07 Sep 2021
The pleasures and potential pitfalls of being related to Britain’s prime minister quickly become clear when Maximilian Johnson begins to speak of the predicament he is facing in, of all places, a Mongolian goldmine near the Gobi desert.
Boris Johnson’s younger half-brother is battling to save a multimillion-pound investment gone badly wrong in a landlocked Asian country that for all its remoteness has emerged as a candidate for UK trade deals in the post-Brexit age of Global Britain. But how can he ask for the British government’s help without potentially embarrassing his relative?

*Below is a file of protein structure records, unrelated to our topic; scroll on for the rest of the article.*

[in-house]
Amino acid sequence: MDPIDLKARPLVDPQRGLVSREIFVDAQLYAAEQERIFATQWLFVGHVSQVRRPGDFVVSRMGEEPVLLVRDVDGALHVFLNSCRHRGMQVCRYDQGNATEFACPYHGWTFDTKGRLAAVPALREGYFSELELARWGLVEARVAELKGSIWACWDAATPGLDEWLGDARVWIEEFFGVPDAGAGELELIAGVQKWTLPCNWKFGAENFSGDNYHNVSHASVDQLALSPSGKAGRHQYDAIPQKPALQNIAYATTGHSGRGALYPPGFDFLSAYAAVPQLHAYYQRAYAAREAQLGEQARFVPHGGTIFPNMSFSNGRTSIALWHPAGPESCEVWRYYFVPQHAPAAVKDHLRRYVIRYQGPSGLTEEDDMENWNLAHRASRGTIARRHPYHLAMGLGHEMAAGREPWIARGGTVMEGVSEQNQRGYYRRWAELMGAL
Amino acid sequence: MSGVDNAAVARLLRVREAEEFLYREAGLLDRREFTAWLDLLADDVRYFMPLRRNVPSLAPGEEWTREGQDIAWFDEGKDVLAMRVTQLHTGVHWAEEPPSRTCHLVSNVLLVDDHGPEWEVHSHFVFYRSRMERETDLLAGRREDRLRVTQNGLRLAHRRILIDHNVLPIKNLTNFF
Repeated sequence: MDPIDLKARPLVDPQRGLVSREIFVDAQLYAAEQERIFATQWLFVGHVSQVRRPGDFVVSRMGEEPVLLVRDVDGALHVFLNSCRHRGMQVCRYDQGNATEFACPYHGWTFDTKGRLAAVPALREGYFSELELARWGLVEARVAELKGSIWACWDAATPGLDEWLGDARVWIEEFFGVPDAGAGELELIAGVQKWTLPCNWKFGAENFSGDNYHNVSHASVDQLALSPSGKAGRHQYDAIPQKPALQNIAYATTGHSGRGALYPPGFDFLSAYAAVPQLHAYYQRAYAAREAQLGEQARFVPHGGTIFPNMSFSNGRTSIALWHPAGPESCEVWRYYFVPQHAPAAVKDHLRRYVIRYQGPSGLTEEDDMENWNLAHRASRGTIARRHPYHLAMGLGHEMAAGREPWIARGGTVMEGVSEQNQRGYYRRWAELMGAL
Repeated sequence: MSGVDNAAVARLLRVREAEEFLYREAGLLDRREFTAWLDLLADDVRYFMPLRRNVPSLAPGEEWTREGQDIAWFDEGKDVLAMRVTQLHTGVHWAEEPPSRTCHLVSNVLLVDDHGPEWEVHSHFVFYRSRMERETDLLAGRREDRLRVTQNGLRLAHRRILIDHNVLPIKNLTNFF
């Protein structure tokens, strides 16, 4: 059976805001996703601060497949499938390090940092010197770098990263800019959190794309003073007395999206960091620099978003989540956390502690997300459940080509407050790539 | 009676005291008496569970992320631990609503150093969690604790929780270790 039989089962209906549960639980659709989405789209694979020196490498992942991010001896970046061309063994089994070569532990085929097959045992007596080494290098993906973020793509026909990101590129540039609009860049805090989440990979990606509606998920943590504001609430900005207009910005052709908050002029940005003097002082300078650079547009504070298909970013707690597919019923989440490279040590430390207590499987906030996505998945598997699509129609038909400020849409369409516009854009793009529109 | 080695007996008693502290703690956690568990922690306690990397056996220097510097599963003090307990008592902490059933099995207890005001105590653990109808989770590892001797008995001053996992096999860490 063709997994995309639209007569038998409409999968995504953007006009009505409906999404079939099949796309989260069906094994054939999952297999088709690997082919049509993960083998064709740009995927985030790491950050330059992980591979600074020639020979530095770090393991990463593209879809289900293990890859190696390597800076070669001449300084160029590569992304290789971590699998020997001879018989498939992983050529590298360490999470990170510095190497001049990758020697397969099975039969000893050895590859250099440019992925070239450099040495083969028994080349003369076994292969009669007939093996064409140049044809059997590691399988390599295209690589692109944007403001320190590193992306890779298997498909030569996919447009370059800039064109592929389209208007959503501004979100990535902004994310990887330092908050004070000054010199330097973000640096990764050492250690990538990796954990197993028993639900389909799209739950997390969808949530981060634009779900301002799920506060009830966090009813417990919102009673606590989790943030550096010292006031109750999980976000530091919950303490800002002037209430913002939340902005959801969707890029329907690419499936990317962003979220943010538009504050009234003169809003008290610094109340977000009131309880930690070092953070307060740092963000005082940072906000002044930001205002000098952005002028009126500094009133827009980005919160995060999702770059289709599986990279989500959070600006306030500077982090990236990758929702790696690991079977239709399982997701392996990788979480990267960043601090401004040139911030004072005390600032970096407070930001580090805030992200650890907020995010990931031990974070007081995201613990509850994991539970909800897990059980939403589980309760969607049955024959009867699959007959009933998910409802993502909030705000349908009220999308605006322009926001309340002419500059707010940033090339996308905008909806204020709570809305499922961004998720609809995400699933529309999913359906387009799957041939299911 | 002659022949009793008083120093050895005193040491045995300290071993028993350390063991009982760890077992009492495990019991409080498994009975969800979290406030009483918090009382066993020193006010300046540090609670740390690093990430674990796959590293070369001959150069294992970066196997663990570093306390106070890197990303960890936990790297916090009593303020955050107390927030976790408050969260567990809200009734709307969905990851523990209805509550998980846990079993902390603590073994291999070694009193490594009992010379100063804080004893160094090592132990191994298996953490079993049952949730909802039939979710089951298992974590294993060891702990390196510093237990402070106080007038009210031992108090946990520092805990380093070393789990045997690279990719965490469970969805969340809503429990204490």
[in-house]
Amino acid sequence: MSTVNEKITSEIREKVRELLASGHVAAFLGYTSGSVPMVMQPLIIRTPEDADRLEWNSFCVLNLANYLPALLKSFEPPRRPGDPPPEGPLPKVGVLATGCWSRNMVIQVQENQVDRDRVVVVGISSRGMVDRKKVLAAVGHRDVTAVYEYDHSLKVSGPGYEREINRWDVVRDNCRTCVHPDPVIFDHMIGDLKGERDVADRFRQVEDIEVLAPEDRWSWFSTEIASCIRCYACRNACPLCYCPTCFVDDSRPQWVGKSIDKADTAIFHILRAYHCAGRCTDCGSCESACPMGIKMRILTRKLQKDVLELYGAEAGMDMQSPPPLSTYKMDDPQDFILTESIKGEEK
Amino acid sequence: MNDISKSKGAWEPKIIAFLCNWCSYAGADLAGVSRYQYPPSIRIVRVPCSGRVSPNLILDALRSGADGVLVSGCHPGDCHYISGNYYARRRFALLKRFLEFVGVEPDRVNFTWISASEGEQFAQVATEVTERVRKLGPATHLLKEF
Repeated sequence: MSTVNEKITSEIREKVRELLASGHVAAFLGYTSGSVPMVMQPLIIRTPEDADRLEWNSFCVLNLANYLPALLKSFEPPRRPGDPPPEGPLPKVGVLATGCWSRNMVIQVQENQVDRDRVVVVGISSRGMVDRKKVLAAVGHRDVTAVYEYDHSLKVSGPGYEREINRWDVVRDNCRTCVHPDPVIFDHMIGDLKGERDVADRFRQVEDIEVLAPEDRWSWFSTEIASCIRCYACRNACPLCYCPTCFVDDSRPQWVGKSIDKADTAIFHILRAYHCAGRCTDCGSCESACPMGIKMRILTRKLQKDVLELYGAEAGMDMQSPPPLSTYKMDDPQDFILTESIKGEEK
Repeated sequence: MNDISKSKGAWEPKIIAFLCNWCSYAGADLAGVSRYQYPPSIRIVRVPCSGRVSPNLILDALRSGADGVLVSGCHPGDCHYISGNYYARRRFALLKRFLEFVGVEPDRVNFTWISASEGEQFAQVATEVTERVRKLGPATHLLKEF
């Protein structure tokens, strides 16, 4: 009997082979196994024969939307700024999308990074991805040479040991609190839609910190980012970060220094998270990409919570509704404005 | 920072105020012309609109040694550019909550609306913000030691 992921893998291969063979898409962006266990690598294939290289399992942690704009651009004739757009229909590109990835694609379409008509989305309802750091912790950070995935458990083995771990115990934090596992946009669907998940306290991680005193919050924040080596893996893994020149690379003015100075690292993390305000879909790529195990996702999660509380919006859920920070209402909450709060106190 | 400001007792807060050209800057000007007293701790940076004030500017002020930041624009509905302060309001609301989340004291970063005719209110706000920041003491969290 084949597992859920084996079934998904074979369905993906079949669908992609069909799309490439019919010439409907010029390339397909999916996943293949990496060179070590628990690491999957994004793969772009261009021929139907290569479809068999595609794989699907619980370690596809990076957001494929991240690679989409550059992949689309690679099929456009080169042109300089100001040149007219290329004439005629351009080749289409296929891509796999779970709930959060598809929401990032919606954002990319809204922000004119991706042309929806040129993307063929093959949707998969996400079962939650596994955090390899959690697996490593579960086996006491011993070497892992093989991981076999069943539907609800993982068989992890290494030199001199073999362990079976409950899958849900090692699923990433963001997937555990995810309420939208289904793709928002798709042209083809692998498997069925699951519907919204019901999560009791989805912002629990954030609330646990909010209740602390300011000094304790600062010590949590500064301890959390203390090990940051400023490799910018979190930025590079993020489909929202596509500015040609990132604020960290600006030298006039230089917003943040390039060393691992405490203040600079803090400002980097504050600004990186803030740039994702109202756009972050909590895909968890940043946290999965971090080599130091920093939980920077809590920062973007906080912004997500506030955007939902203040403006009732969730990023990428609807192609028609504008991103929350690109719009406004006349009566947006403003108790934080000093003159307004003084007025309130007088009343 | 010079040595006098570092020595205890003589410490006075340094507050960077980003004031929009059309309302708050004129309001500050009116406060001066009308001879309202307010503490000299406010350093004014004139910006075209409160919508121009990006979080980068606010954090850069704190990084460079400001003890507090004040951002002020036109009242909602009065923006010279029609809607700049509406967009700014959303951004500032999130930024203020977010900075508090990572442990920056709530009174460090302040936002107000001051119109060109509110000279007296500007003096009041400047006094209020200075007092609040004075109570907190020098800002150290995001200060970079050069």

“I’m not asking for any favours,” Max Johnson, 36, insisted last week. He faces a “significant” personal loss amid allegations that fraud, embezzlement and money-laundering may have put paid to about £14 million of foreign investment in the Zasag Chandmani gold, copper and iron ore mines. Johnson added: “I note my own relationships and I would never want to invoke those.”
By Tony Allen-Mills and Gabriel Pogrund, The Times, 5 September 2021
Read more at The Times
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